Setting up the RoboRoach requires a bit of surgical maneuvering (including ice-water-induced anesthesia) and precision. Users will have to insert wires into the roach’s antennae and attach a temporary “backpack” to the bug’s thorax. The backpack communicates directly with the neurons (located in the roach’s antennae) via small electrical pulses, and by using an iPhone app, you can temporarily control the critter. By swiping left or right on your device, the roach’s neurons will fire, prompting it to “wall-follow” or turn. Cockroaches use their antennae to sense the proximity of walls or surfaces, so the signals trick the bug into thinking there is a wall on its right or left side.
Gage and Marzullo underline the fact that the RoboRoach is not a toy, but rather a learning tool. Using the RoboRoach, students can learn more about neural control of behavior; learning and memory; adaptation and habituation; stimuli selection; and the effect of randomness.
“All of these are basic neuroscience principles that kids can really see,” Gage says, “because they’re controlling [the roaches] with their iPhones.”
Of course, when science and nature mix, the end result is usually at least a handful of detractors, and Gage concedes that Backyard Brains has been met with some opposition — mostly in the form of anti-mind control sentiments.
“People have this slippery slope argument that if you were to control cockroaches, next would be dogs and then humans,” Gage says. “I defend that in the fact that this is an almost momentary trick that you can play for two minutes and then the cockroaches outsmart you and they adapt. So the same thing would happen in a monkey or a human.”
Others say the project is cruel because of the shocking, poking and snipping of the insect. But Gage and Marzullo ensure no roaches are ever harmed in the making of the RoboRoach, as they’ve found that when you remove a leg or an antenna, it regenerates within 100 or so days.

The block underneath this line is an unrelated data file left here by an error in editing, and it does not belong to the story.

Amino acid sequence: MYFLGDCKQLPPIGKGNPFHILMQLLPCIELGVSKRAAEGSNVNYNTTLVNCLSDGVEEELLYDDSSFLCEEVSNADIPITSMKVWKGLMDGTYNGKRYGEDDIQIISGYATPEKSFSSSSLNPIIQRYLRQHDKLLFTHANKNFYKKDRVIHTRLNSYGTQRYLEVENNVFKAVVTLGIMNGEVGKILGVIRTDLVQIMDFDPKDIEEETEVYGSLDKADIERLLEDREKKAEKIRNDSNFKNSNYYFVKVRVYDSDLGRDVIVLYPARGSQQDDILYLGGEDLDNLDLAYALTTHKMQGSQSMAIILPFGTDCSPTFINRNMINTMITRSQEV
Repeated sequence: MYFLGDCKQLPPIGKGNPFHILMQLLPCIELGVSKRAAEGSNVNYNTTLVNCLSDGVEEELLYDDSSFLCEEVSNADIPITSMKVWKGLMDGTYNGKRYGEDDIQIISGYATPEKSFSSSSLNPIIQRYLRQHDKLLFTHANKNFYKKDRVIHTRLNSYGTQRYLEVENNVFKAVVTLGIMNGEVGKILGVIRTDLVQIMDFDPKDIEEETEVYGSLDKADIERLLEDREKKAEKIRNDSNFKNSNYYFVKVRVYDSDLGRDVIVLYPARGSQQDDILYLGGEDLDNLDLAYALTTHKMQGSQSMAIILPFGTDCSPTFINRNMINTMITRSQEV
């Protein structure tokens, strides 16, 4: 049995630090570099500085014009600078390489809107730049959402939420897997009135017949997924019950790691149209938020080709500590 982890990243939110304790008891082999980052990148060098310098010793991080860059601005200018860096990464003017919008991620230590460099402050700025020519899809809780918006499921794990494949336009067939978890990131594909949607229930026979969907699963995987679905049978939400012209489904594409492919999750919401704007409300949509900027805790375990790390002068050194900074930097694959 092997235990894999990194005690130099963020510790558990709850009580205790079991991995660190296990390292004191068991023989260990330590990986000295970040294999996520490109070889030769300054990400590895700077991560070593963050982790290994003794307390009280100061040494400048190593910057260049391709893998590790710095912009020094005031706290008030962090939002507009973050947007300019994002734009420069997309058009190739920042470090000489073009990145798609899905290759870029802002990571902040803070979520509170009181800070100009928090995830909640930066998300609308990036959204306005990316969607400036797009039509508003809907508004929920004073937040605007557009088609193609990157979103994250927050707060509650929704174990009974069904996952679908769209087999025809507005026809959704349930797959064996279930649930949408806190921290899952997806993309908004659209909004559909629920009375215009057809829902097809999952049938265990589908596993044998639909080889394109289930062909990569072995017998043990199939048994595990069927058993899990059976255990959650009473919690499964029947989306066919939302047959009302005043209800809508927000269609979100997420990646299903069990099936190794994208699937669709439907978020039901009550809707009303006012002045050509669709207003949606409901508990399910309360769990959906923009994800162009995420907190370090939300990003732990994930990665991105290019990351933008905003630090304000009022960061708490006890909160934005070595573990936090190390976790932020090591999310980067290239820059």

he campaign, at time of writing, had reached approximately $2,000 (one-fifth of its $10,000 first stretch goal). With just under 30 days left to pledge, Backyard Brains is looking for support to develop a couple more prototypes, more affordable hardware and gear, and, in due time, app capability for Android devices.
About three groups in the world, Gage explains, could design the RoboRoach, but they get millions of dollars from the Defense Advanced Research Projects Agency. The RoboRoach was actually a failed DARPA project; it didn’t work quite the way it was supposed to, as the cockroaches, after a while, habituate to the stimulation they receive. “To an engineer, that sucks,” Gage says. “You want to be able to control the roaches forever. But if you’re trying to teach neuroscience, that’s awesome because the brain adapts; it’s the perfect model of how adaptation works in the brain.”
The RoboRoach has already sold more than 150 kits to high schools — a few have entered research labs at the university level, too — and some kids (see below) are already taking the RoboRoach into their own hands for science fairs and randomization experiments.
“The overarching goal of our company is to bring upon the ‘neuro-revolution,’ which is where people can contribute to science almost like they do in mathematics and astronomy,” Gage says. “In computer science, for example, there are tons of amateurs that are contributing to that field because the access to the tools is affordable and cheap. Wouldn’t it be cool, in neuroscience, if we could do the same thing?”